Helliker v. BramAnnotate this Case
277 S.W.2d 556 (1955)
George W. HELLIKER, Jr., Appellant, v. Kermit BRAM, Administrator of the Estate of Norman E. Thomas, Deceased, Respondent.
Supreme Court of Missouri, Division No. 2.
March 14, 1955.
Motion for Rehearing or for Transfer to Denied April 11, 1955.
*557 E. E. Empie, Jr., Popham, Thompson, Popham, Mandell, Trusty & Green, Guy W. Green, Kansas City, for appellant.
Henry W. Buck, John R. Gibson, Morrison, Hecker, Buck, Cozad & Rogers, Kansas City, for respondent.
Motion for Rehearing or for Transfer to Court en Banc Denied April 11, 1955.
ANDERSON, Special Judge.
This is an appeal by plaintiff, George W. Helliker, Jr., from a judgment dismissing his petition. Plaintiff's claim was for damages for personal injuries and property damage alleged to have been sustained by him on August 2, 1950, while, a passenger in his automobile which was at the time being driven by Norman E. Thomas. Plaintiff alleged that his injuries and damage were caused by the negligence of said Thomas in permitting said motor vehicle to leave the road and collide with an embankment. Norman E. Thomas died on August 2, 1950, and defendant, Kermit Bram, was on the 12th day of August, 1950, appointed administrator of said Thomas' estate. Thereafter, notice of said appointment was duly published, as required by law. This suit was filed October 9, 1951, and the service of process therein constituted the first and only exhibition of said claim to the administrator. Defendant moved for a dismissal on the ground that the action was barred under Section 464.020 RSMo 1949, V.A.M.S.
Appellant contends that the trial court erred in sustaining said motion to dismiss. He argues in support of this contention, (1) that an analysis of the various sections of Chapter 464 RSMo 1949, V.A.M.S., clearly indicates that the one-year limitation provided by Section 464.020, supra, was intended to apply only to contractual claims based upon "written instruments" or "accounts"; and (2) that the application of said section is confined entirely to proceedings over which the probate court has jurisdiction, and consequently is no bar to the present action which is one ex delicto on a contingent claim not cognizable in the probate court.
There is no basis for the contention that Section 464.020 is limited in its operation to contractual claims founded upon "written instruments" or "accounts."
Chapter 464 RSMo 1949, V.A.M.S., provides for the manner of exhibition of all demands against estates without any qualification as to their character, requires the classification of all demands without regard to quality, and provides for their payment in the order classified. There is no exclusion of tort claims anywhere in the statutes. The language of Section 464.020 is all-inclusive.
Section 464.060 provides that: "All actions pending against any person at the time of his death, which, by law, survive against the executor or administrator, shall be considered demands legally exhibited against his estate from the time such action shall be revived, and classed accordingly." (Emphasis ours.)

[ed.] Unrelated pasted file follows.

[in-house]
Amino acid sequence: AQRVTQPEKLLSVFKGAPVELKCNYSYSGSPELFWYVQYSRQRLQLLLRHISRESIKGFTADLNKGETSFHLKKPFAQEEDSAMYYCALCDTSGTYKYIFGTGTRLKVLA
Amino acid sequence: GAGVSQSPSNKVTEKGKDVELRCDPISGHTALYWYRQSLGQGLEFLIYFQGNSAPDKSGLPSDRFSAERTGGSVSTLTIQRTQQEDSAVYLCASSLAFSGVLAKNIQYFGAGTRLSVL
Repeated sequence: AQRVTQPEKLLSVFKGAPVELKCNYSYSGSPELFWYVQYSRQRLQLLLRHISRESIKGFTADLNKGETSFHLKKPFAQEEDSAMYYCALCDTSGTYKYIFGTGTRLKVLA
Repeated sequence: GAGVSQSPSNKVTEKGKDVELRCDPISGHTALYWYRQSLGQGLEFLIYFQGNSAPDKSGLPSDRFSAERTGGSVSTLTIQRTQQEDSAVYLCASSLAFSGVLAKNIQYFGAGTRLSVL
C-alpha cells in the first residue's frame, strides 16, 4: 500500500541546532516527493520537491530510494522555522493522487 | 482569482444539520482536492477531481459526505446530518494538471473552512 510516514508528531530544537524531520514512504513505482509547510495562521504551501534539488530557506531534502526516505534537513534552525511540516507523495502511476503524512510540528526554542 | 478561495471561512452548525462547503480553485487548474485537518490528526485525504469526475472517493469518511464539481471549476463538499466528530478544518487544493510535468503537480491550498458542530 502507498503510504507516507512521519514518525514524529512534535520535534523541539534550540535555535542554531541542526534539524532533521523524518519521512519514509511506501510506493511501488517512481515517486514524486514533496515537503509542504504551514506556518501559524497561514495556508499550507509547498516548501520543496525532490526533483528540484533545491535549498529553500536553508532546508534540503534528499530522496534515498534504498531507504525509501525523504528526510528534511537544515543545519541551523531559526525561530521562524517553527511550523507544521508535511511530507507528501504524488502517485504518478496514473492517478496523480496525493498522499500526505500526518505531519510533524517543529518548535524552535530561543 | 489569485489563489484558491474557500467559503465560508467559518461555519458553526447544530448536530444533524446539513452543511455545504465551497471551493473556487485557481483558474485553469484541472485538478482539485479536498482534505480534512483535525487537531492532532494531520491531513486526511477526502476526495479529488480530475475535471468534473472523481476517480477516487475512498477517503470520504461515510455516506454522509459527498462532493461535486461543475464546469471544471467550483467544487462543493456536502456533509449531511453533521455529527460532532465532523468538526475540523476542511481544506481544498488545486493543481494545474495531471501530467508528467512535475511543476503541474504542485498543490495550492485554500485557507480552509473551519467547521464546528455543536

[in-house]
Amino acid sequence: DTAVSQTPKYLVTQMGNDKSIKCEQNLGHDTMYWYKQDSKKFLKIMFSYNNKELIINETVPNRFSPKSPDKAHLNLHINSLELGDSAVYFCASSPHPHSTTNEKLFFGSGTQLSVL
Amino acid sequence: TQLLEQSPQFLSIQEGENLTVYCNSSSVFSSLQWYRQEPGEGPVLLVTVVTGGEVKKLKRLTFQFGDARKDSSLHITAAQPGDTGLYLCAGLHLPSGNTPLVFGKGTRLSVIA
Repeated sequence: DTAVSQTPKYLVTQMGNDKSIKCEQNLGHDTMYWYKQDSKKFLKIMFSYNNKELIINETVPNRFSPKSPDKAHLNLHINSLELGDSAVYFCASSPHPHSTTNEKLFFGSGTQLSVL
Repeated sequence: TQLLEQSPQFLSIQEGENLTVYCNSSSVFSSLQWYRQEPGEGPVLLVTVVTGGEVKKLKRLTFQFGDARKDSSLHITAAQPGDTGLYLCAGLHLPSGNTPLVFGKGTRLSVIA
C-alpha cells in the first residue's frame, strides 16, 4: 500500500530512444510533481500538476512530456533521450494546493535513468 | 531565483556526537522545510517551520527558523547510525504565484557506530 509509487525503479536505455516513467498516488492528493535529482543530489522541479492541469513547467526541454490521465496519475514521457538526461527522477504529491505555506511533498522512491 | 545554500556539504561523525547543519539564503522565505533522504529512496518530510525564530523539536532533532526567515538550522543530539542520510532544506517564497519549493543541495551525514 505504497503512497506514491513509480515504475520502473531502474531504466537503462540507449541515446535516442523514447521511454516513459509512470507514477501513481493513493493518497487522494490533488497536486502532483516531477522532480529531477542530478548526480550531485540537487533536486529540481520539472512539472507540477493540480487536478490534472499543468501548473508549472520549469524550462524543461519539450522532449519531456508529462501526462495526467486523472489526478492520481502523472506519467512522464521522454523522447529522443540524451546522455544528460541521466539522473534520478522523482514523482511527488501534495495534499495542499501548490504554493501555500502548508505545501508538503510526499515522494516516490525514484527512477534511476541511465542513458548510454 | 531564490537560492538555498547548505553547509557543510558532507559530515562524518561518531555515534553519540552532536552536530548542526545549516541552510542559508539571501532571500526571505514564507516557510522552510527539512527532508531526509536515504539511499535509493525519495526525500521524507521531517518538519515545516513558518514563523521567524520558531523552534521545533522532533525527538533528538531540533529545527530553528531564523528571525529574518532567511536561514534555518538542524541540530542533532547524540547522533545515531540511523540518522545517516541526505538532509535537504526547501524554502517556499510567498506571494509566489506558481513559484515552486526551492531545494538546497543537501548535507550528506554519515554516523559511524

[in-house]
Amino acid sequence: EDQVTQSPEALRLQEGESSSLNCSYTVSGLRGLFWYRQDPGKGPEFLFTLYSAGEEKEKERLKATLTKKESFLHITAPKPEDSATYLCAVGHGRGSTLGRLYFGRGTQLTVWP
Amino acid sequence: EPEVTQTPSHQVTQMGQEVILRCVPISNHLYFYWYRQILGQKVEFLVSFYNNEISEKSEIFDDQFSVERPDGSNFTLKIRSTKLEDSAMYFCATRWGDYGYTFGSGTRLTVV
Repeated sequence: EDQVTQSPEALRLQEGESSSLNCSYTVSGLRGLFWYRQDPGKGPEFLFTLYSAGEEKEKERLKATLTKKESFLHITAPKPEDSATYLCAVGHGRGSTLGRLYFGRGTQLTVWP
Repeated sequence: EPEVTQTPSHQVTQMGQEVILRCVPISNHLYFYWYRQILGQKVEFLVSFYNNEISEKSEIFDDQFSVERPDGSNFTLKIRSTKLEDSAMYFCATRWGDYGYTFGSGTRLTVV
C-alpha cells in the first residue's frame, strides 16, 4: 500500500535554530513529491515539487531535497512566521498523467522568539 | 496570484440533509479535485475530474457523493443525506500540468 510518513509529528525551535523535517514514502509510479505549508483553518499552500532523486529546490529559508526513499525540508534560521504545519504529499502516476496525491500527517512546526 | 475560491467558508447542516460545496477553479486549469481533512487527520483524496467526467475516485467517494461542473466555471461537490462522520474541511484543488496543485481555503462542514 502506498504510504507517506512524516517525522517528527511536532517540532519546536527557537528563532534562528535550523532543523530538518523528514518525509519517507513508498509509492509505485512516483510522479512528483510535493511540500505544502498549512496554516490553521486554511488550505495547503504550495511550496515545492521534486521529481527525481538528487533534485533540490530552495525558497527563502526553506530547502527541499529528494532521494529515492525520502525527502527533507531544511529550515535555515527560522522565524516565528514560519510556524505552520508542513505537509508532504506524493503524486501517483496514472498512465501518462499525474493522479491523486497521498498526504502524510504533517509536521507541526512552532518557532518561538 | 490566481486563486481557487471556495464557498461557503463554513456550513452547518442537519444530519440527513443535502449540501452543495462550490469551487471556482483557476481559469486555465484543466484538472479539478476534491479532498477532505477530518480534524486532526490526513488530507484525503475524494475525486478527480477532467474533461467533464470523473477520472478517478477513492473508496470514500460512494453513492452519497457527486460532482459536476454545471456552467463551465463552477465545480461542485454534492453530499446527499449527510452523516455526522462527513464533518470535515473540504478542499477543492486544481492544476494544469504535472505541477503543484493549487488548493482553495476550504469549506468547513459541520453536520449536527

Section 464.070 provides that: "All actions commenced against such executor or administrator, after death of the deceased, shall be considered demands legally exhibited against such estate from the time of serving the original process on such executor or administrator." (Emphasis ours.)
Section 464.020 bars "all demands not thus exhibited in one year * * *." (Emphasis ours.)
Section 464.010 provides: "All demands against the estate of any deceased person *558 shall be divided into the following classes: * * * (5) All demands, without regard to quality, which shall be legally exhibited against the estate within six months after the date of the granting of the first letters on the estate; (6) All demands thus exhibited after the end of six months and within one year after the date of the granting of the first letters." (Emphasis ours.)
Section 464.130 provides that: "All demands against any estate shall be paid * * * in the order in which they are classed." (Emphasis ours.)
It seems clear that the classification "all demands, without regard to quality" in Section 464.010 includes tort claims exhibited in conformity with Section 464.070. (Emphasis ours.)
As used in the statutes under discussion, the word "demands" should be held to include every species of liability which the personal representative can be called upon to pay out of the assets of the estate. It has been held by this court that the term "demands" is extremely broad. In Mayberry v. McClurg, 51 Mo. 256, in holding that the County Court had jurisdiction to consider and allow a claim based upon trespass, we said:
"The word `demand,' says Lord Coke, is one of the most comprehensive terms in the law. (Co.Litt. 291b.) It is defined by other writers, to be a claim, a legal obligation. In the matter of Denny and Manhatten [Co.], 2 Hill [N.Y.], 220, Nelson, C. J., says, `the term "demand" is one of the most extensive import, among the most so, indeed, of any that are known to the law.'"
We believe that the plain language of the statutes does not allow the exclusion for which plaintiff contends.
In making the contention that Section 464.020 is limited in its application to proceedings over which the probate court has jurisdiction, appellant relies on a number of decisions of this court and our courts of appeal. The following analysis of the cases cited reveals that they were either suits in equity to establish rights to funds not properly a part of the estate, or actions in rem to subject specific real estate to the payment of a debt owed by the deceased.